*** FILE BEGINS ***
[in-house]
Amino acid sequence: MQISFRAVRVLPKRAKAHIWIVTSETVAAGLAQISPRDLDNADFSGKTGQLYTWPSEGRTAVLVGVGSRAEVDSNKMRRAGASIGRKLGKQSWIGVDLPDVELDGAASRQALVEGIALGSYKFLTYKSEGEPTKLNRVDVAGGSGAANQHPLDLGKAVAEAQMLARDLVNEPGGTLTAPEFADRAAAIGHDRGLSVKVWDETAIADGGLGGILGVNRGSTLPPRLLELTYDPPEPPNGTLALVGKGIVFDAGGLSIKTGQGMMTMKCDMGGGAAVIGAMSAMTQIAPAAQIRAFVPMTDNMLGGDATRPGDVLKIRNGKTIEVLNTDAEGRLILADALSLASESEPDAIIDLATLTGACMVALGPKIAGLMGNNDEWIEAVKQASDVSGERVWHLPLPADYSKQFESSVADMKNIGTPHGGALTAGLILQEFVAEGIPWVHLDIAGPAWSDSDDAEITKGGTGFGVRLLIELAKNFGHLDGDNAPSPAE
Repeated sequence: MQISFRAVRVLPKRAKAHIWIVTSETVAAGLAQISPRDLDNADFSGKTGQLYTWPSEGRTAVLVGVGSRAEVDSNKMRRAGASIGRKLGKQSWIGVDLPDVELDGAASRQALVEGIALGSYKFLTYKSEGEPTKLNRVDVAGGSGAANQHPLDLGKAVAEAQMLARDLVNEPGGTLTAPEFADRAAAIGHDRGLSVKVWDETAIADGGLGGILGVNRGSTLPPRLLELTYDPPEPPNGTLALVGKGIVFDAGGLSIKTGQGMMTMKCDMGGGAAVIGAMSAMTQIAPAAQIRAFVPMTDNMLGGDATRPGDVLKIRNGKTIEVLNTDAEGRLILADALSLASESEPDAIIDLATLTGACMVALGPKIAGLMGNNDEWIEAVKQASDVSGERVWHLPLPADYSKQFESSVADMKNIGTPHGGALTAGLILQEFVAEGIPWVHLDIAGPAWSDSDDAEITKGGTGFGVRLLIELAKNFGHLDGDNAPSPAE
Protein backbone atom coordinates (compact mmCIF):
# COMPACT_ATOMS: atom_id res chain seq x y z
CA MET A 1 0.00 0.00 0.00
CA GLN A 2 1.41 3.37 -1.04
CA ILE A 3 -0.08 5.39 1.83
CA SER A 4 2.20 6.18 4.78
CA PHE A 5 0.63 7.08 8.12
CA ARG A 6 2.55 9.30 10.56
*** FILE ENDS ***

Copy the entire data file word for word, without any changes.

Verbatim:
[in-house]
Amino acid sequence: MQISFRAVRVLPKRAKAHIWIVTSETVAAGLAQISPRDLDNADFSGKTGQLYTWPSEGRTAVLVGVGSRAEVDSNKMRRAGASIGRKLGKQSWIGVDLPDVELDGAASRQALVEGIALGSYKFLTYKSEGEPTKLNRVDVAGGSGAANQHPLDLGKAVAEAQMLARDLVNEPGGTLTAPEFADRAAAIGHDRGLSVKVWDETAIADGGLGGILGVNRGSTLPPRLLELTYDPPEPPNGTLALVGKGIVFDAGGLSIKTGQGMMTMKCDMGGGAAVIGAMSAMTQIAPAAQIRAFVPMTDNMLGGDATRPGDVLKIRNGKTIEVLNTDAEGRLILADALSLASESEPDAIIDLATLTGACMVALGPKIAGLMGNNDEWIEAVKQASDVSGERVWHLPLPADYSKQFESSVADMKNIGTPHGGALTAGLILQEFVAEGIPWVHLDIAGPAWSDSDDAEITKGGTGFGVRLLIELAKNFGHLDGDNAPSPAE
Repeated sequence: MQISFRAVRVLPKRAKAHIWIVTSETVAAGLAQISPRDLDNADFSGKTGQLYTWPSEGRTAVLVGVGSRAEVDSNKMRRAGASIGRKLGKQSWIGVDLPDVELDGAASRQALVEGIALGSYKFLTYKSEGEPTKLNRVDVAGGSGAANQHPLDLGKAVAEAQMLARDLVNEPGGTLTAPEFADRAAAIGHDRGLSVKVWDETAIADGGLGGILGVNRGSTLPPRLLELTYDPPEPPNGTLALVGKGIVFDAGGLSIKTGQGMMTMKCDMGGGAAVIGAMSAMTQIAPAAQIRAFVPMTDNMLGGDATRPGDVLKIRNGKTIEVLNTDAEGRLILADALSLASESEPDAIIDLATLTGACMVALGPKIAGLMGNNDEWIEAVKQASDVSGERVWHLPLPADYSKQFESSVADMKNIGTPHGGALTAGLILQEFVAEGIPWVHLDIAGPAWSDSDDAEITKGGTGFGVRLLIELAKNFGHLDGDNAPSPAE
Protein backbone atom coordinates (compact mmCIF):
# COMPACT_ATOMS: atom_id res chain seq x y z
CA MET A 1 0.00 0.00 0.00
CA GLN A 2 1.41 3.37 -1.04
CA ILE A 3 -0.08 5.39 1.83
CA SER A 4 2.20 6.18 4.78
CA PHE A 5 0.63 7.08 8.12
CA ARG A 6 2.55 9.30 10.56